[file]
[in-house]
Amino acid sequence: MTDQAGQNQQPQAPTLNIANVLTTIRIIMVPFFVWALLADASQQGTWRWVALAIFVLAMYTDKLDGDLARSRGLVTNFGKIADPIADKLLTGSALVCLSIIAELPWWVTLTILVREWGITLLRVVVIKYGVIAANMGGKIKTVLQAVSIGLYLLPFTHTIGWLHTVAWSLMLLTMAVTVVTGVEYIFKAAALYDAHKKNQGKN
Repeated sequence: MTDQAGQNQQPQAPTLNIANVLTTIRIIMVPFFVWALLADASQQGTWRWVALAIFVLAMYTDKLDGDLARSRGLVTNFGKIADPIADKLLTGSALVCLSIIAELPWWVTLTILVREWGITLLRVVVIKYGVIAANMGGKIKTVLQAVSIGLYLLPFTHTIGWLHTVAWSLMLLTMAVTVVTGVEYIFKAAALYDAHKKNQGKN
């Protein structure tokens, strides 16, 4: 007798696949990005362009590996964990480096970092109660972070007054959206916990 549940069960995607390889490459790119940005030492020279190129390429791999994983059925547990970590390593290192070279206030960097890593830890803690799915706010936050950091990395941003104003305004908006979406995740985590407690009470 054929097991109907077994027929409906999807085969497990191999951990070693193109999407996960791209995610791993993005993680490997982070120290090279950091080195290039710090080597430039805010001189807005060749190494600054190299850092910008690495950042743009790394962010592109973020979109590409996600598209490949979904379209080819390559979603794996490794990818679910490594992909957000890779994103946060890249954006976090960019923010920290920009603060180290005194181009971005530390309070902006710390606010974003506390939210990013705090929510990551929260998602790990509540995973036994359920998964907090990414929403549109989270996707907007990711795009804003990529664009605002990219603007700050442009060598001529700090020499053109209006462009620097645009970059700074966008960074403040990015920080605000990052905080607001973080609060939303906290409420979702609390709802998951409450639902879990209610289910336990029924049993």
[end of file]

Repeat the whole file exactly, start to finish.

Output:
[in-house]
Amino acid sequence: MTDQAGQNQQPQAPTLNIANVLTTIRIIMVPFFVWALLADASQQGTWRWVALAIFVLAMYTDKLDGDLARSRGLVTNFGKIADPIADKLLTGSALVCLSIIAELPWWVTLTILVREWGITLLRVVVIKYGVIAANMGGKIKTVLQAVSIGLYLLPFTHTIGWLHTVAWSLMLLTMAVTVVTGVEYIFKAAALYDAHKKNQGKN
Repeated sequence: MTDQAGQNQQPQAPTLNIANVLTTIRIIMVPFFVWALLADASQQGTWRWVALAIFVLAMYTDKLDGDLARSRGLVTNFGKIADPIADKLLTGSALVCLSIIAELPWWVTLTILVREWGITLLRVVVIKYGVIAANMGGKIKTVLQAVSIGLYLLPFTHTIGWLHTVAWSLMLLTMAVTVVTGVEYIFKAAALYDAHKKNQGKN
């Protein structure tokens, strides 16, 4: 007798696949990005362009590996964990480096970092109660972070007054959206916990 549940069960995607390889490459790119940005030492020279190129390429791999994983059925547990970590390593290192070279206030960097890593830890803690799915706010936050950091990395941003104003305004908006979406995740985590407690009470 054929097991109907077994027929409906999807085969497990191999951990070693193109999407996960791209995610791993993005993680490997982070120290090279950091080195290039710090080597430039805010001189807005060749190494600054190299850092910008690495950042743009790394962010592109973020979109590409996600598209490949979904379209080819390559979603794996490794990818679910490594992909957000890779994103946060890249954006976090960019923010920290920009603060180290005194181009971005530390309070902006710390606010974003506390939210990013705090929510990551929260998602790990509540995973036994359920998964907090990414929403549109989270996707907007990711795009804003990529664009605002990219603007700050442009060598001529700090020499053109209006462009620097645009970059700074966008960074403040990015920080605000990052905080607001973080609060939303906290409420979702609390709802998951409450639902879990209610289910336990029924049993």